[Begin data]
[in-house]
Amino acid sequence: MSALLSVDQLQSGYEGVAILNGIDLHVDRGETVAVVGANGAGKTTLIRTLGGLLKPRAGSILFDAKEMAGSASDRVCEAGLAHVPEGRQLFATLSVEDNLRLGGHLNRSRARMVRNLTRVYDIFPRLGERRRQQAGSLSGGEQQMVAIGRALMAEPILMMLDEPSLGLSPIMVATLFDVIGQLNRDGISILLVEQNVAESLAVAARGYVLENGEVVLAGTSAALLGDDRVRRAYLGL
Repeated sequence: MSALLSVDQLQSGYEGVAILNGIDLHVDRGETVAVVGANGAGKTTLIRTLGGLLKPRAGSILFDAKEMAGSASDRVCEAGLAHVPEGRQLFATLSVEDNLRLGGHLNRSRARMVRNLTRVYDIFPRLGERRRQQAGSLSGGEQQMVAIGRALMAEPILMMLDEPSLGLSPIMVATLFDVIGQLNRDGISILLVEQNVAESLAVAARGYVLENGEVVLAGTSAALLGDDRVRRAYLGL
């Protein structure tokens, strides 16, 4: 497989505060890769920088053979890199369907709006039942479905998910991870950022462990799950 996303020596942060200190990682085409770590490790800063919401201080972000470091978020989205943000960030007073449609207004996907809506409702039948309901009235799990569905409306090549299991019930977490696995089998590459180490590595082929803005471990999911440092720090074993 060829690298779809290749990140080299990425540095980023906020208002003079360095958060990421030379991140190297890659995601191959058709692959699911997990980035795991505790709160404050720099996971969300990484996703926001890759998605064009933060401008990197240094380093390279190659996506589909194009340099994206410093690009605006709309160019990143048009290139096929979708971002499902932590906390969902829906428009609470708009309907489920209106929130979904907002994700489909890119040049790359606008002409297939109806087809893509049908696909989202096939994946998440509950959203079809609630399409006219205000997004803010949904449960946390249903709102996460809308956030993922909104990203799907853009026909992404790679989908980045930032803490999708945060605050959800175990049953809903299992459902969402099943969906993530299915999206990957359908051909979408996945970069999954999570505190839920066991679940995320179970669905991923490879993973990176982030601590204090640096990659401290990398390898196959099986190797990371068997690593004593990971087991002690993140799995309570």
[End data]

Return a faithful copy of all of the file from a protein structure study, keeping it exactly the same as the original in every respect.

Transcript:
[in-house]
Amino acid sequence: MSALLSVDQLQSGYEGVAILNGIDLHVDRGETVAVVGANGAGKTTLIRTLGGLLKPRAGSILFDAKEMAGSASDRVCEAGLAHVPEGRQLFATLSVEDNLRLGGHLNRSRARMVRNLTRVYDIFPRLGERRRQQAGSLSGGEQQMVAIGRALMAEPILMMLDEPSLGLSPIMVATLFDVIGQLNRDGISILLVEQNVAESLAVAARGYVLENGEVVLAGTSAALLGDDRVRRAYLGL
Repeated sequence: MSALLSVDQLQSGYEGVAILNGIDLHVDRGETVAVVGANGAGKTTLIRTLGGLLKPRAGSILFDAKEMAGSASDRVCEAGLAHVPEGRQLFATLSVEDNLRLGGHLNRSRARMVRNLTRVYDIFPRLGERRRQQAGSLSGGEQQMVAIGRALMAEPILMMLDEPSLGLSPIMVATLFDVIGQLNRDGISILLVEQNVAESLAVAARGYVLENGEVVLAGTSAALLGDDRVRRAYLGL
């Protein structure tokens, strides 16, 4: 497989505060890769920088053979890199369907709006039942479905998910991870950022462990799950 996303020596942060200190990682085409770590490790800063919401201080972000470091978020989205943000960030007073449609207004996907809506409702039948309901009235799990569905409306090549299991019930977490696995089998590459180490590595082929803005471990999911440092720090074993 060829690298779809290749990140080299990425540095980023906020208002003079360095958060990421030379991140190297890659995601191959058709692959699911997990980035795991505790709160404050720099996971969300990484996703926001890759998605064009933060401008990197240094380093390279190659996506589909194009340099994206410093690009605006709309160019990143048009290139096929979708971002499902932590906390969902829906428009609470708009309907489920209106929130979904907002994700489909890119040049790359606008002409297939109806087809893509049908696909989202096939994946998440509950959203079809609630399409006219205000997004803010949904449960946390249903709102996460809308956030993922909104990203799907853009026909992404790679989908980045930032803490999708945060605050959800175990049953809903299992459902969402099943969906993530299915999206990957359908051909979408996945970069999954999570505190839920066991679940995320179970669905991923490879993973990176982030601590204090640096990659401290990398390898196959099986190797990371068997690593004593990971087991002690993140799995309570």